That is why modern print culture takes quotation marks, footnotes and citations so seriously. Because we have this revolutionary concept of authorship, statements such as this make sense to us, where as they would make little sense to ancient peoples: “Plagiarism is the act of stating or implying that another person’s work is your own.” When words belong to everyone and to no one, a sequence of them cannot be monopolized in this way. Once a sequence of words can be solidified in print and understood as an extension of the individual, plagiarism is false self-representation–it’s fraud.
No one planned or decided that this convention would change as it did in the 16th century. Concerning historical representation, Ricoeur speaks of the implicit “contract” between the author and reader concerning the factual nature of the events described (Ricoeur, Memory, History, Forgetting, 275). If the author and reader have different understandings of that contract, misunderstanding results. Similarly, different cultural understandings of authorship and attribution result in conflict. In cultures that are not as attuned to modern Western literary culture–such as the cultures from which some of my students come–it is understandable that authorship, citation, quotation marks, and footnotes can be confusing. This is not to excuse their actions: the expectations of our institution have been clearly communicated, and they have many tools to assist them in learning the conventions of modern Western print culture. Part of our job as a Western-style institution in Eastern Europe is to help the students learn how to engage responsibly in the wider academic world according to those conventions.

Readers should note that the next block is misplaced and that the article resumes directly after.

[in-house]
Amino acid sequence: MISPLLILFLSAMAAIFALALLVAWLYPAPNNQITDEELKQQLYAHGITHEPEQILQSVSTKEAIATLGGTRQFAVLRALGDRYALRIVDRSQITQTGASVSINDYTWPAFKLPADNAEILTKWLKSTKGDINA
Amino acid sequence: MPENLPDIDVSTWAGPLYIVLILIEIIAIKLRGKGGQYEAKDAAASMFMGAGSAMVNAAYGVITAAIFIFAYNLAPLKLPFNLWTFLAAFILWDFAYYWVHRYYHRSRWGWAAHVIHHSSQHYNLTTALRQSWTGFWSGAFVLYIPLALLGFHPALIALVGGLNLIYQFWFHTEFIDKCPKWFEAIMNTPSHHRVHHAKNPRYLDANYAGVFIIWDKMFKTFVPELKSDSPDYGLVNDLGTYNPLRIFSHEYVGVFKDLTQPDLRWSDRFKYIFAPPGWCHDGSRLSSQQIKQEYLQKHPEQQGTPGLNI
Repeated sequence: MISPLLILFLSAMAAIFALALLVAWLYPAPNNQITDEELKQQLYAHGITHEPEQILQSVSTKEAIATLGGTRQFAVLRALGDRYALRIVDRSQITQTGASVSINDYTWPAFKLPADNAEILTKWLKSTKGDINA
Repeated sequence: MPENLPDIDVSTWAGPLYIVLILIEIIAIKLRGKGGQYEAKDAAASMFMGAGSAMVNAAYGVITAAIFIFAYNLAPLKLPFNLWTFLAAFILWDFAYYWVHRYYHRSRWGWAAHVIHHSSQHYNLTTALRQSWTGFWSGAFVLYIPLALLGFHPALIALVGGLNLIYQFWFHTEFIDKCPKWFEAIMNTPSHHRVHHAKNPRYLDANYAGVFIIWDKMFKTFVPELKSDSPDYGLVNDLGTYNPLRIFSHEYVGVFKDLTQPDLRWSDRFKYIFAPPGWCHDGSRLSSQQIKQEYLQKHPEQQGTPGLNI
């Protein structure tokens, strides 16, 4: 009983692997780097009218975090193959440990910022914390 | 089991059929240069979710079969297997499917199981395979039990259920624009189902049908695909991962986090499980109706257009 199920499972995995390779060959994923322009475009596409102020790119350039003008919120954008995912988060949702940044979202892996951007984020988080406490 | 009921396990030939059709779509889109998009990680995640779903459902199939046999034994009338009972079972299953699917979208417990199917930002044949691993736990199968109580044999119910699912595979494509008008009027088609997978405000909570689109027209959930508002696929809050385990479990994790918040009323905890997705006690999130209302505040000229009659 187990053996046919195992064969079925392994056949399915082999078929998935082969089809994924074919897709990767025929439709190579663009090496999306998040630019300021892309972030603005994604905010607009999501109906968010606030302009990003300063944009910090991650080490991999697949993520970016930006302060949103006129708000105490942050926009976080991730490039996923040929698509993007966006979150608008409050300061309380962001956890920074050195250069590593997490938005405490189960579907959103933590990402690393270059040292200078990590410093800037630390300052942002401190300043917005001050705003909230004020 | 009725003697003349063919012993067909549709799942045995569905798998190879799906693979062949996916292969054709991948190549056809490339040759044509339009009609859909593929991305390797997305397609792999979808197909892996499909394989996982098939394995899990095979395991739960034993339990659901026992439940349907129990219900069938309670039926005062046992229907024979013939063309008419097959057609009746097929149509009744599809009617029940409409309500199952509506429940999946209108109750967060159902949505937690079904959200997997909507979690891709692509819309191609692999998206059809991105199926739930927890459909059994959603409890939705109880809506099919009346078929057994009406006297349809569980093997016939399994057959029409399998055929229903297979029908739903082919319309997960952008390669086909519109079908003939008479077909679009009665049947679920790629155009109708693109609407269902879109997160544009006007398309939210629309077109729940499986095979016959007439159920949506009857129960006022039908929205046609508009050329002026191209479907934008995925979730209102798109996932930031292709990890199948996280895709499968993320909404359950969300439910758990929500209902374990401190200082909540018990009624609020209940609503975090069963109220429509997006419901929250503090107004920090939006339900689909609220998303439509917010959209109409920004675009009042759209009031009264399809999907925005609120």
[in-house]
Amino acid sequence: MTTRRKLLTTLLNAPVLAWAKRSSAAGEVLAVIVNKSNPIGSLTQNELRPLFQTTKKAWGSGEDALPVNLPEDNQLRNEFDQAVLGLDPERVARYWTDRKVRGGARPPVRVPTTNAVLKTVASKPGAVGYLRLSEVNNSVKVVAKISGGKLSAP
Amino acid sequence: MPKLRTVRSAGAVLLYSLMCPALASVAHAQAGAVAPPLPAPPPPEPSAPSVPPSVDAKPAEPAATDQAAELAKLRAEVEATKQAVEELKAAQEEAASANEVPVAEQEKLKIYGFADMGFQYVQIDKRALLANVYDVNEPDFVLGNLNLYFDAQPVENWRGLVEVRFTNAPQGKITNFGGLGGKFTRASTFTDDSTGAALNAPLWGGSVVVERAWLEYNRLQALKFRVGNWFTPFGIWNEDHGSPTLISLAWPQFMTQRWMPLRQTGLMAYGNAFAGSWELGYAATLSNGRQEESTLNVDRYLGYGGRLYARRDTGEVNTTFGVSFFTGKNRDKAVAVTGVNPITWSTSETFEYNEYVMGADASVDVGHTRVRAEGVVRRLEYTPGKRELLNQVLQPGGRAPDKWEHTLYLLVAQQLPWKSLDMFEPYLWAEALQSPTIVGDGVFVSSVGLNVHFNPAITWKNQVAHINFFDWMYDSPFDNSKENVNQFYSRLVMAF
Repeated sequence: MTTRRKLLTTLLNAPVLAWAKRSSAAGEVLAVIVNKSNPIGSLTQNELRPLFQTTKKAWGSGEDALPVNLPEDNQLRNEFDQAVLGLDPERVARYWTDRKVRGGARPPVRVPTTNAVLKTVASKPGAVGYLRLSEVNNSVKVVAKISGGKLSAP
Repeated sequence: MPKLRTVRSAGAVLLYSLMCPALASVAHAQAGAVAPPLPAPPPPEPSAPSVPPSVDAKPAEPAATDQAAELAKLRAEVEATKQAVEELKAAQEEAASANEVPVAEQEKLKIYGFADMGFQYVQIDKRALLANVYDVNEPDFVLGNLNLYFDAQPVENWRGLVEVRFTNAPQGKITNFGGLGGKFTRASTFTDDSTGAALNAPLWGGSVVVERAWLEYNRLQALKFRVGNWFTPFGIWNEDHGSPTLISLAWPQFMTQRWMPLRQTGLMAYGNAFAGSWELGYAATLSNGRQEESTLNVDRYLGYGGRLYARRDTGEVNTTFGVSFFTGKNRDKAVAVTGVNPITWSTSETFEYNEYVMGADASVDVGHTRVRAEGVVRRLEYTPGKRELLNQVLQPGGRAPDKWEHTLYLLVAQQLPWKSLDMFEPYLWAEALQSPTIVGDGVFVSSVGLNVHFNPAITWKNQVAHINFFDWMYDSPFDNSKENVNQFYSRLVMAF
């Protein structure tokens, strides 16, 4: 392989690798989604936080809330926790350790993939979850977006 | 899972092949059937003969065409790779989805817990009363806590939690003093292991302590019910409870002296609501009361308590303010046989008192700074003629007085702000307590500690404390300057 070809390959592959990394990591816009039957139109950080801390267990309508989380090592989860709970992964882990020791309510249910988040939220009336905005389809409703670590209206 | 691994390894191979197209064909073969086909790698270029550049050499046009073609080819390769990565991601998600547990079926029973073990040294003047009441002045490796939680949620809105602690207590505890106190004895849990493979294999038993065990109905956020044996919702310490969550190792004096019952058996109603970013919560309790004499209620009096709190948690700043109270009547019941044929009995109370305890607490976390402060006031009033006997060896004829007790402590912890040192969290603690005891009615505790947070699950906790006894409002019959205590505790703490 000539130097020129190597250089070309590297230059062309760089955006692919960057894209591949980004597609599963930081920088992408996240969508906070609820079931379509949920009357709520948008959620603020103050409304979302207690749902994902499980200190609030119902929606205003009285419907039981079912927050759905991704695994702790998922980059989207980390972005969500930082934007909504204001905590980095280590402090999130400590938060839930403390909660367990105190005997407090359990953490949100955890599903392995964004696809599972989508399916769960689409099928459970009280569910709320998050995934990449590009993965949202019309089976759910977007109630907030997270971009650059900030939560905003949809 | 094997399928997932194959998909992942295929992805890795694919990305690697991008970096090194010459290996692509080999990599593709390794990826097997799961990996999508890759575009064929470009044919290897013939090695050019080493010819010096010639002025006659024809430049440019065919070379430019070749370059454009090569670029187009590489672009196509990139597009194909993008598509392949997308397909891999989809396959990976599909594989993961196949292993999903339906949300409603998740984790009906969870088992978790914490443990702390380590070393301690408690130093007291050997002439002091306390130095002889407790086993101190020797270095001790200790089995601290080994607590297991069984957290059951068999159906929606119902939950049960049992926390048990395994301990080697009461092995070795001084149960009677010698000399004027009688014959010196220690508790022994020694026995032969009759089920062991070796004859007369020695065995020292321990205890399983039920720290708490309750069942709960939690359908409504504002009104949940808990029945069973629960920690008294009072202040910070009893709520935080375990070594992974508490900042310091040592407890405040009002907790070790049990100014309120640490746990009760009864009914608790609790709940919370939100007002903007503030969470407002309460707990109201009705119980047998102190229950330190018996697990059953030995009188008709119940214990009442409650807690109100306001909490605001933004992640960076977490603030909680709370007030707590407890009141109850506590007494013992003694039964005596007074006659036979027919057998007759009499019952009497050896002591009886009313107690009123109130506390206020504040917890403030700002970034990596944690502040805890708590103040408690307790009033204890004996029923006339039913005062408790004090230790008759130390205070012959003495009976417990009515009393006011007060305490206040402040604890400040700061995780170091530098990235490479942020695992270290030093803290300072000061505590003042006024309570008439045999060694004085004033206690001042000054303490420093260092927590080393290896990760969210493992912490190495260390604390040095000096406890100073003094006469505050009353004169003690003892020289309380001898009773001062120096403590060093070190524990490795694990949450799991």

I wonder whether we are on the verge of significant change as we transition from a “print” age to a “digital” age. You’ll notice that I cited sources in this blog post, but I was certainly sloppier than I would have been if this were an essay for a journal. I used hyperlinks, and didn’t provide full citations. Yet if you wanted to look up any of these citations or allusions, it would take you 30 seconds to find what I was talking about. The ease of looking things up could be an advantage–or it could make us sloppy.